Richard J. Foster is one of the Living Spiritual Teachers profiled on this website. He is the founder of Renovare, an intrachurch movement committed to the renewal of the Church. He is the author of many books including Prayer and Streams of Living Water. In this widely heralded work, Foster presents his ambitious overview of the central spiritual practices of the Christian faith. They are divided into three categories:

• The Inward Disciplines
(meditation, prayer, fasting, study)
• The Outward Disciplines
(simplicity, solitude, submission, service)
• The Corporate Disciplines
(confession, worship, guidance, celebration)

This emphasis on spiritual practice challenges believers to move beyond faith as belief and step into the world of action and ethics. Perhaps this emphasis stems from Foster's own walking of the Quaker path where experience is prized over head-trips. He writes:

"The classical Disciplines of the spiritual life beckon us to the Himalayas of the Spirit. Now we stand at timber line awed by the snowy peaks before us. We step out in confidence with our Guide who has blazed the trail and conquered the highest summit."

Foster begins with meditation which he calls "the ability to hear God's voice and obey his word." Here the challenge is to enter the presence of God and to make positive use of the human imagination. Prayer is a very important discipline because it takes us into "perpetual communion with the Father." In this chapter Foster salutes the value of "Flash Prayers" which are beamed spontaneously at various people we encounter or think about in the course of the day. Fasting is receiving more attention these days and it rightfully should since it can engender spiritual insights that might not happen any other way. The final practice in the Inward Disciplines is study which can be of books, nature, and other areas.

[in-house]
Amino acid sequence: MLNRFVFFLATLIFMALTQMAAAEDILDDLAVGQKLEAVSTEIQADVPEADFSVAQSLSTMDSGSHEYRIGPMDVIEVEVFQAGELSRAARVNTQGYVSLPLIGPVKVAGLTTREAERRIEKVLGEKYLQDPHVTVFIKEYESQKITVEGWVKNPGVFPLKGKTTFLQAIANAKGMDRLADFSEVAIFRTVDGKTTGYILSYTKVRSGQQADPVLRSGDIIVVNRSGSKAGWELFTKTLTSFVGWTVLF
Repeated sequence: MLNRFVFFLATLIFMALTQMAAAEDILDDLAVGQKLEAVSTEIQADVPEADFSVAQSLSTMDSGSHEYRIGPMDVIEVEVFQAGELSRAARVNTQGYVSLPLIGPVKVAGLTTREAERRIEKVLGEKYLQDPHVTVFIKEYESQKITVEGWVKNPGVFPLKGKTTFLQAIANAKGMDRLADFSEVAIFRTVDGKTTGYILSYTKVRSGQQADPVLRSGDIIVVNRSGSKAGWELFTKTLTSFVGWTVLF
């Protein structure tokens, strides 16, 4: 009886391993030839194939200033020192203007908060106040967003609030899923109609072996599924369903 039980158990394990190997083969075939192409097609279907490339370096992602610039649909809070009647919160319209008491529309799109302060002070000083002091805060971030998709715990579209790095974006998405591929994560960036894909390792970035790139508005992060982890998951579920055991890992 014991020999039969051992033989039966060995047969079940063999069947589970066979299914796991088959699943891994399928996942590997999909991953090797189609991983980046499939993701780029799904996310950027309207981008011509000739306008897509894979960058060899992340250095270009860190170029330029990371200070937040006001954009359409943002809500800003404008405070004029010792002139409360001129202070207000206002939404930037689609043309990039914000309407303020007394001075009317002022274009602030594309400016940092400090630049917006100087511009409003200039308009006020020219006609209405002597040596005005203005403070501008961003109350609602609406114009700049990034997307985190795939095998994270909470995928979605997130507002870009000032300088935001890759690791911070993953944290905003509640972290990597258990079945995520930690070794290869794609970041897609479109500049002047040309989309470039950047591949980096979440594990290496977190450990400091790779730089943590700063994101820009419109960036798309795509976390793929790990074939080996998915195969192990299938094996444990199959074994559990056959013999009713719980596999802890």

Foster begins his discussion of the Outward Disciplines with simplicity which he defines as "to always hold the kingdom of God as the number one priority of our lives." Getting away from the pressures and busyness of our lives is one of the healing benefits of solitude; this can lead to increased sensitivity and compassion for others. Next, the author covers submission to God and giving ourselves freely to others. This practice is closely connected to service which can be spelled out in common courtesy, hospitality, and listening.

The final section assesses the Corporate Disciplines which include confession, worship, guidance, and celebration. The last Foster sees as being "at the heart of the way of Christ."